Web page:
> 6. Treatments - should be carefully explained with an (approximate)
> duration and expectation for results. Drug treatments should be
> exceedingly carefully explained including interactions, side-effects,
> purpose, what happens if there is an allergic reaction, or if a pill
> is thrown up or missed, how the pill is to be given and even a
> specific demonstration on how to do so suitable for your abilities.
> For example, our vet will supply a 'pill gun' for free for their
> elderly, disabled or otherwise limited owners and demonstrate its use
> with placebo pills, including letting the owner do so on one of their
> 'house' animals (suffice it to say that the office cat and office dog
> have an excellent sense of humor).
>
> 7. If there is a dangerous, difficult or risky treatment to be done
> but does not require sterile conditions - chemotherapy for example -
> your Vet should be there the entire time, invite you to be there and
> *NOT* leave it to a Tech.
>
> 7a: Which leads to your Vet allowing you to observe any treatment or
> procedure that does not require sterile conditions and does not put
> you at risk.
>
> 8. Follow up: If there has been a non-routine treatment or a
> prescription given, your Vet should follow up at appropriate intervals
> as to how the treatment is going, or how the animal is doing
> afterwards.
>
> * Not all good surgeons are good diagnosticians.
> * Not all good diagnosticians are good surgeons.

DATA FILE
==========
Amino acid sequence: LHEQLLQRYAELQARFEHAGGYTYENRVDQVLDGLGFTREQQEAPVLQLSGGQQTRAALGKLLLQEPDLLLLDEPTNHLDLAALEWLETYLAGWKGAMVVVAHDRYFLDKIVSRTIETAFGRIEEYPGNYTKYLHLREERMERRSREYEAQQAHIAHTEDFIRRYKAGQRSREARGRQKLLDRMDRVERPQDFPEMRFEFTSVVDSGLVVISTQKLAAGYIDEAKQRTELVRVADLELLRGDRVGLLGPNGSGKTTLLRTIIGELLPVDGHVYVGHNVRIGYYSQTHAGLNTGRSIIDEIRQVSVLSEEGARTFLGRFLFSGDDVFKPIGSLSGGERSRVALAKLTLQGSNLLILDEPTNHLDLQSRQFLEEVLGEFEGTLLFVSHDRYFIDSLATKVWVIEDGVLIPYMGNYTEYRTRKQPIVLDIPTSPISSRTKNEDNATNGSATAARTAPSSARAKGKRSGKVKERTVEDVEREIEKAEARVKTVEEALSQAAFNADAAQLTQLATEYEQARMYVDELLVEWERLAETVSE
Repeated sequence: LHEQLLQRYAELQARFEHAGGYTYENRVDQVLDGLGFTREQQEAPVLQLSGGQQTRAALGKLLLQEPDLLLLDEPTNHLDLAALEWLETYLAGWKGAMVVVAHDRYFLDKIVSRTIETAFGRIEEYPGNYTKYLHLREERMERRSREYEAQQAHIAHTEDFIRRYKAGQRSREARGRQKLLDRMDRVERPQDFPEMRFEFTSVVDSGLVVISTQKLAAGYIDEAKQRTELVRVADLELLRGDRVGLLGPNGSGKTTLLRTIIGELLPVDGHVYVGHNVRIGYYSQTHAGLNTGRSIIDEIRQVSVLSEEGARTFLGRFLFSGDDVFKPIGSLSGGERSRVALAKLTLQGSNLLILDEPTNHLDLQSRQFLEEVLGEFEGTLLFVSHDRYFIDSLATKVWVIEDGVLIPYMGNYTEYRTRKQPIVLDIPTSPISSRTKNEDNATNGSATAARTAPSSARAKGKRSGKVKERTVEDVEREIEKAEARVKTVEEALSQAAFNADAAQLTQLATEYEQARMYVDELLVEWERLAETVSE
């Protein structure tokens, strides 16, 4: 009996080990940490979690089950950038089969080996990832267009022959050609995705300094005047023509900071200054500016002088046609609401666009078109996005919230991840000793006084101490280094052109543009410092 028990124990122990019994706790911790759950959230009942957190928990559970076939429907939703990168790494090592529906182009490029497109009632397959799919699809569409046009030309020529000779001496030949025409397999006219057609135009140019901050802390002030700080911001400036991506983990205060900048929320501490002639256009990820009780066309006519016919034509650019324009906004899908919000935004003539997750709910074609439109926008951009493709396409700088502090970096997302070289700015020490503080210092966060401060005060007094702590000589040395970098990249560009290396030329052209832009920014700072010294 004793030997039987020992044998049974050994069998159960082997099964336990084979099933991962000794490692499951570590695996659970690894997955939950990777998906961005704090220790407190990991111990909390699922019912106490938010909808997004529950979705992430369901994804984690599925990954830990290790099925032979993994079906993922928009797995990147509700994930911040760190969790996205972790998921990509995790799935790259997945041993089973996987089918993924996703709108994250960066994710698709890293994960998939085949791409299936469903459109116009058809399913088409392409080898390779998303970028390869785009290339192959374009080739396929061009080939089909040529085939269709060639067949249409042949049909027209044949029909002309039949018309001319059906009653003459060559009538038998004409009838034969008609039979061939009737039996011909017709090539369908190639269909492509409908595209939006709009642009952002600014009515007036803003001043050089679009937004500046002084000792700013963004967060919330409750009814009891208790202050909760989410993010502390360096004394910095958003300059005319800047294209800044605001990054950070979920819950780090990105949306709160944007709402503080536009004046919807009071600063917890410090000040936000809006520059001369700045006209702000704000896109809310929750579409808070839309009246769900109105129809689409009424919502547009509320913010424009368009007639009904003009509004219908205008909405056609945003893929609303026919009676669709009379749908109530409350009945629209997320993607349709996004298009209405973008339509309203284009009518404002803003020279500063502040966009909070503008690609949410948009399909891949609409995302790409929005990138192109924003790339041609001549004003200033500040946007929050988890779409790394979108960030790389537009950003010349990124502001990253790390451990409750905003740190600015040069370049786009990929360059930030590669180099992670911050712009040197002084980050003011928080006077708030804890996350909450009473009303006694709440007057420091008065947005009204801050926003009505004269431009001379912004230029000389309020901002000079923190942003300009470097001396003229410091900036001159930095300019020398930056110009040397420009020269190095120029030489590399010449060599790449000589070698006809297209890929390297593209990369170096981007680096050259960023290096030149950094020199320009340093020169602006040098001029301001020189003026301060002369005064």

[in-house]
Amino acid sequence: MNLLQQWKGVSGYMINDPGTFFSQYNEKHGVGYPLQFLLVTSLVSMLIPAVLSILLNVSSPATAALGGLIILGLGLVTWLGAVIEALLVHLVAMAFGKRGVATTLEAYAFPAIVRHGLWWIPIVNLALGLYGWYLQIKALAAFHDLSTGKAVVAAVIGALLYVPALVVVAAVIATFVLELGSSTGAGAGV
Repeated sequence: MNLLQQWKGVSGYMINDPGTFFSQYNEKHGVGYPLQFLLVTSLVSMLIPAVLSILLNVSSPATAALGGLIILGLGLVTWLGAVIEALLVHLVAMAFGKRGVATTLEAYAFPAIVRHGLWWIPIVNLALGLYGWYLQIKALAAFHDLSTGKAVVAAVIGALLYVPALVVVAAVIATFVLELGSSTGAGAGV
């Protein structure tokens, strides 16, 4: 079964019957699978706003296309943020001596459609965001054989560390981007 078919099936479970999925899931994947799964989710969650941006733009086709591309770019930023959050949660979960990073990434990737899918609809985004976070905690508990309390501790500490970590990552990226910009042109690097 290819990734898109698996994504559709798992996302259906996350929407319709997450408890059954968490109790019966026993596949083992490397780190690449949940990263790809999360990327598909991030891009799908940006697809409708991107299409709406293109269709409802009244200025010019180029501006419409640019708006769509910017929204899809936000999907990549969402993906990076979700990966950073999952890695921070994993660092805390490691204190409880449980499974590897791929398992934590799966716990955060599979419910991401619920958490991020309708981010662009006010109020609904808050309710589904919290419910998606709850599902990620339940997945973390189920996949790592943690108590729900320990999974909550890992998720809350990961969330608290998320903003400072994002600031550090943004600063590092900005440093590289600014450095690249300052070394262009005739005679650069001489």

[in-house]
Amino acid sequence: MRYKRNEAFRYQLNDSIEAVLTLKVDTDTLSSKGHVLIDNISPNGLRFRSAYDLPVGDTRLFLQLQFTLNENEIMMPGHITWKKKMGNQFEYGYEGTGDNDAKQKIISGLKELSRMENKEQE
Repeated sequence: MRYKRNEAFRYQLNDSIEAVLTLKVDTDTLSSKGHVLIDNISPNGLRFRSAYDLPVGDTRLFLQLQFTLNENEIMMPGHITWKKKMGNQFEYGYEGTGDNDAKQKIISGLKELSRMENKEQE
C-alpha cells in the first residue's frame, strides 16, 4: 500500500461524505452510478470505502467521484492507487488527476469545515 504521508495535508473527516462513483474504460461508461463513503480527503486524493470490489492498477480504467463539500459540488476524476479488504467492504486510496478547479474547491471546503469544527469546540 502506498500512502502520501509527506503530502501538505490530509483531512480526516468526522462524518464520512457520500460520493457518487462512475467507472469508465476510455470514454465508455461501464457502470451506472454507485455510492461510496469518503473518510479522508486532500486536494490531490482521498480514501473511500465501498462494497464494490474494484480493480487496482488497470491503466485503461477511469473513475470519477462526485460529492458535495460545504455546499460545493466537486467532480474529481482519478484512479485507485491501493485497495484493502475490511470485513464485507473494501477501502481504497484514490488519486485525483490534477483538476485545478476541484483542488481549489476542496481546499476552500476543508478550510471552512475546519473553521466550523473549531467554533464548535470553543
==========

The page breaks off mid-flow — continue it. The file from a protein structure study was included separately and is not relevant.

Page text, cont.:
> * Good diagnosticians are also good empaths.
> * Also true of good surgeons.
> * It is not necessary for you to like your Vet, or for your Vet to
> like you. It is necessary for your Vet to like your pet and for your
> pet to like your Vet. And a good Vet (see "empath") can make this
> happen in short order. When you observe it, treasure it.
>
> We have gone to the same practice for 27 years, and in some cases have
> stuck with the same individuals for that same time. There is one Vet
> at the practice whom I have observed pick up damaged, terrified
> animals which are lashing out at everything around them - with just a
> few words he gets them calm and able to be handled. Amazingly, he
> still has all his fingers. That is an example of an Empath. I have
> also seen him lash into irresponsible owners and get them to respond
> in the correct, necessary way without alienating them at the end of
> the process.
>
> There is another individual there who could do neurosurgery with a
> dull chisel, she is so skillful. And when she is with a patient
> *NOTHING* else exists in her universe but that animal - its owners are
> its voicebox and historians - but only the animal is 'in focus'.
>
> Those two are our primary choices.
>
> Please feel free to add and comment.
>
> Peter Wieck
> Melrose Park, PA


Thanks Peter. I am new around here, so don't know that much about you,
but from what I've read you add a ton of value (for lack of a better way
of saying it). I find I re-read your postings several times because they
contain so much information, and in an objective way.